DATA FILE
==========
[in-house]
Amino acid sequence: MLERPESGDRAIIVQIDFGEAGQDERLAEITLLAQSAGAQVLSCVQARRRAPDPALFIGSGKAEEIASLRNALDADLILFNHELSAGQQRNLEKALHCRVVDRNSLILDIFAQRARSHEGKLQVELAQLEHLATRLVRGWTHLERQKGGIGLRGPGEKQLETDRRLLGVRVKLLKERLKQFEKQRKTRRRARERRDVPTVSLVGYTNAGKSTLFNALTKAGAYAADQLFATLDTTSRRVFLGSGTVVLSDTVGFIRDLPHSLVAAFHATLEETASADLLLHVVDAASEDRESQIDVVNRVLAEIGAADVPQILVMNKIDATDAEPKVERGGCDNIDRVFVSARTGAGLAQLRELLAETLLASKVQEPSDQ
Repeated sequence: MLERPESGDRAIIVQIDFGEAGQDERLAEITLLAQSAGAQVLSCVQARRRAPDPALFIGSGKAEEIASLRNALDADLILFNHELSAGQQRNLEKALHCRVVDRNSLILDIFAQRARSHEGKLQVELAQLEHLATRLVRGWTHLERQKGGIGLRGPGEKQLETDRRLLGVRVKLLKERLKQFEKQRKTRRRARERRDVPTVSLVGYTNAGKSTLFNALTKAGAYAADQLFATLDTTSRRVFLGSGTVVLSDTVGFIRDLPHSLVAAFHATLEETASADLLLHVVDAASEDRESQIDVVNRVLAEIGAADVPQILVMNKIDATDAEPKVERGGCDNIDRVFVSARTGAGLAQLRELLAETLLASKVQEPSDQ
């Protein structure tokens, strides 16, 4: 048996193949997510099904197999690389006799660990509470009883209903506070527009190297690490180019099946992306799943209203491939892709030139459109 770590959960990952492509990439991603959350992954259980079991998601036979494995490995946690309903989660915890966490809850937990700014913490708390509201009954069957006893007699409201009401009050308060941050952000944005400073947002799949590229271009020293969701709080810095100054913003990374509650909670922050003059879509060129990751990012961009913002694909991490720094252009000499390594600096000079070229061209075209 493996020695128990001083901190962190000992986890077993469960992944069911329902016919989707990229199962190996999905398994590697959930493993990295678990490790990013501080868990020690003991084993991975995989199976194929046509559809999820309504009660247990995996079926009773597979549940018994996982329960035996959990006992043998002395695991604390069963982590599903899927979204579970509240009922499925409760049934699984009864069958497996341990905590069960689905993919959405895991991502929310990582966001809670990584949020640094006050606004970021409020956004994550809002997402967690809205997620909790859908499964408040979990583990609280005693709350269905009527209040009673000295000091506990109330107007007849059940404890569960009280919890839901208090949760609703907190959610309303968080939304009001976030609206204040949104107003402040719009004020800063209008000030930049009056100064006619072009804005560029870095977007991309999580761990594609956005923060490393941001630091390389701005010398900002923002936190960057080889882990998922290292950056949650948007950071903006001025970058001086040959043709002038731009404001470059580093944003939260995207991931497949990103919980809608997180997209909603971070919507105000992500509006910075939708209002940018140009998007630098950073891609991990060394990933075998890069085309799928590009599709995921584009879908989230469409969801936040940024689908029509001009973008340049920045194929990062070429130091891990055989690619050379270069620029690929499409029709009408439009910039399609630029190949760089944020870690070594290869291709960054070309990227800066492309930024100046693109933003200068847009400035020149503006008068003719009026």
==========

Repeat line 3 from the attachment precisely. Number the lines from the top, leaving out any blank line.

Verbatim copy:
Repeated sequence: MLERPESGDRAIIVQIDFGEAGQDERLAEITLLAQSAGAQVLSCVQARRRAPDPALFIGSGKAEEIASLRNALDADLILFNHELSAGQQRNLEKALHCRVVDRNSLILDIFAQRARSHEGKLQVELAQLEHLATRLVRGWTHLERQKGGIGLRGPGEKQLETDRRLLGVRVKLLKERLKQFEKQRKTRRRARERRDVPTVSLVGYTNAGKSTLFNALTKAGAYAADQLFATLDTTSRRVFLGSGTVVLSDTVGFIRDLPHSLVAAFHATLEETASADLLLHVVDAASEDRESQIDVVNRVLAEIGAADVPQILVMNKIDATDAEPKVERGGCDNIDRVFVSARTGAGLAQLRELLAETLLASKVQEPSDQ